DEC 11 1995 The Honorable Olympia J. Snowe United States Senator 3 Canal Plaza, Suite 601 P.O.

Box 188 Portland, Maine 04112 Dear Senator Snowe: This is in response to your inquiry on behalf of your constituent, XX , concerning the enforcement of Federal disability rights laws in her area. XX is concerned that Federal laws are being ignored and that some businesses are choosing to comply with State laws instead. Please note, initially, that local law enforcement and building code officials do not have authority to enforce Federal disability rights laws such as the Americans with Disabilities Act (ADA) or the Rehabilitation Act of 1973. When both a State law and a Federal disability rights law apply to a certain facility, both laws must be followed, and thus the more stringent provisions of the two laws must be met. If State law provisions differ from the ADA requirements in a way that results in less accessibility, then an entity subject to the construction requirements of the ADA is required to comply with the Federal standard. To the extent that the Federal standard is irreconcilable with the State standard, a covered entity must comply with the Federal standard. As the article enclosed with XX letter notes, the Department of Justice is attempting to address the potential problem of overlapping State and Federal law through the ADA certification process. Under this program, State and local governments may submit their building codes to the Department for certification that the codes' requirements meet or exceed the requirements of the ADA. If such certification is granted for a State or local code, an entity whose building is built in compliance with the certified code will be able to rely on the certified code as "rebuttable evidence" of compliance with the ADA. Thus, such certification, although not a guarantee against findings of noncompliance, would allow builders to rely on their State or local codes and on the local systems of preliminary investigation, approval, and enforcement, rather than having to

cc: Records, Chrono, Wodatch, McDowney, Milton, FOIA n:\udd\milton\congress\tosue.sno\sc. young-parran 01-04109​ -2do independent reviews of both the local and Federal laws. The State of Maine has applied for such certification and its submission is under review by the Department. In the event that a covered entity undertakes construction that violates the Federal disability rights laws, XX has several enforcement options. First, she may file a complaint with this office by sending her allegations in writing to the Disability Rights Section, Civil Rights Division, U.S. Department of Justice, P.O. Box 66738, Washington, D.C. 20035-6738. As an alternative to investigation by a Federal agency, XX may file a lawsuit in the appropriate Federal district court. She would not need any approval letter from the Department of Justice before proceeding. XX also may seek to resolve her complaints through alternative dispute resolution. The enclosed brochure describes such processes. I hope this information is helpful to you in responding to your constituent. Sincerely, Deval L. Patrick Assistant Attorney General Civil Rights Division Enclosure 01-04110​ To: Honorable Senate Snowe From: XX Re:Handicap Accessability Dear Senator Snowe, I live in XX accident that left me a Quadriplegic. I am having problems with towns and businesses making sidewalks and ramps accessible so people with disabilities can get around better. The laws are there but there is no one to enforce them. State laws and the federal laws are so different that some businesses are going by state laws and are not following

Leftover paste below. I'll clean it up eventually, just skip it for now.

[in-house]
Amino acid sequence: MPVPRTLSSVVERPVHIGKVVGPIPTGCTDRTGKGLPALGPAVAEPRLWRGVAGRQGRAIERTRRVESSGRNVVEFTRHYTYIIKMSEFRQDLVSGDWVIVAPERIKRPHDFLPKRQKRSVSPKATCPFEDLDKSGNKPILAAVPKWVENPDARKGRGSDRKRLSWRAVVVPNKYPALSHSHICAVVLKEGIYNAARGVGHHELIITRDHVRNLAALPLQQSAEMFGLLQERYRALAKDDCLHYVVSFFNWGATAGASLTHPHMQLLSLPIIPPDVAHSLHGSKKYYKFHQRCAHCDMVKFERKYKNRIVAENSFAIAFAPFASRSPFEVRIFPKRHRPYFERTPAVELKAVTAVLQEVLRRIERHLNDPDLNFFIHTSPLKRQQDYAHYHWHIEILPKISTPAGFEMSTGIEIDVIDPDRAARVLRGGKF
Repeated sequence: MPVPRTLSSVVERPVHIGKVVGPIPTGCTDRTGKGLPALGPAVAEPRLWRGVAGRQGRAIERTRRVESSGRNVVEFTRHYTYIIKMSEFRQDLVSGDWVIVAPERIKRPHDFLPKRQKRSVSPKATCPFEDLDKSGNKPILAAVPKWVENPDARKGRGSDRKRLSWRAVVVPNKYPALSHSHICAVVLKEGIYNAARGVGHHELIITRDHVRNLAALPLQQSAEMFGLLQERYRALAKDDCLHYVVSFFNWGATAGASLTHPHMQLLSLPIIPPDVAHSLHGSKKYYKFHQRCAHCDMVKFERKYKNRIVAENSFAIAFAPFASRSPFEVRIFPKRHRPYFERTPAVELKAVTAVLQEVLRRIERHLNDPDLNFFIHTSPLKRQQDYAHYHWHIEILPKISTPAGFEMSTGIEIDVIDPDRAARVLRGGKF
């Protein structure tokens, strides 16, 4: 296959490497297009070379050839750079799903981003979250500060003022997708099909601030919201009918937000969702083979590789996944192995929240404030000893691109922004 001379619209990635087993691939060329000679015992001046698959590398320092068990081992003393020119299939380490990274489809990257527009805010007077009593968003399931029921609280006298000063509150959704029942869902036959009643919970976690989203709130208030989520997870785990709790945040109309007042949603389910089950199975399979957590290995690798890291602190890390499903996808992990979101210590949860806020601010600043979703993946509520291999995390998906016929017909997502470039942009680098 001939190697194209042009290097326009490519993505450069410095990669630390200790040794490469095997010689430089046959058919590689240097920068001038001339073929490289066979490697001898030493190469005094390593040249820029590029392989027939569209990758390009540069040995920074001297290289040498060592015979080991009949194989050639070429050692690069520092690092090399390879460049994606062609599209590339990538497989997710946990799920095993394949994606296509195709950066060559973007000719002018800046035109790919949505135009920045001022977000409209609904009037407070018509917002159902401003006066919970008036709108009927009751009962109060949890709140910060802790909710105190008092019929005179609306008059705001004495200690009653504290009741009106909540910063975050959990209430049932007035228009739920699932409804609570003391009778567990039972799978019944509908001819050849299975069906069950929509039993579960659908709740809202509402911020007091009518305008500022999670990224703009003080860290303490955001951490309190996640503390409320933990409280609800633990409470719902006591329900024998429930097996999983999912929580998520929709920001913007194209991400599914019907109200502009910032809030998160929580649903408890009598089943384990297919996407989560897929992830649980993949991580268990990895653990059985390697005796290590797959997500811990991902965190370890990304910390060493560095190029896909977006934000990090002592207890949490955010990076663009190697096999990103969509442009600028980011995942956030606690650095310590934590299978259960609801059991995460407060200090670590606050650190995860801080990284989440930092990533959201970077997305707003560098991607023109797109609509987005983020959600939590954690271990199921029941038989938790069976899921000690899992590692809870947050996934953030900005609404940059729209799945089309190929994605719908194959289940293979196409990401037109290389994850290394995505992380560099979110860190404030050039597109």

federal laws. There is a Restaurant in XX that did a lot of remodeling and was told by the code enforcement office and the Fire Marshall's office that she didn't meet Federal Laws. She told them she chose to go by the State Laws only. I contacted an Attorney and he has been talking with her and she still say she didn't break any Federal Laws. She put in a new door and steps but no ramp. The town of XX wouldn't make their town accessible until I called the Maine Civil Liberties Union. They said I had a case against XX . They got an Attorney for me and XX decided to do the work instead of going to court. I have been working with the City of XX and they are trying to get all their sidewalk done. Some people with disables give up and won't fight for their rights. The laws are there and we shouldn't have to fight to get something done. There needs to be someone to enforce the laws. There is a Fire Inspector and Plumming Inspector but no one to force the handicapped laws. I talked to Brian Trask about it and he agrees with me. He said he can tell people what has to be done but he can't go and make them do it. I don't know if you can help but maybe you know someone who can. I'm sending you a copy of Opening More Doors. I circled enforcement changes so you can check into it. Thank You, XX 01-04111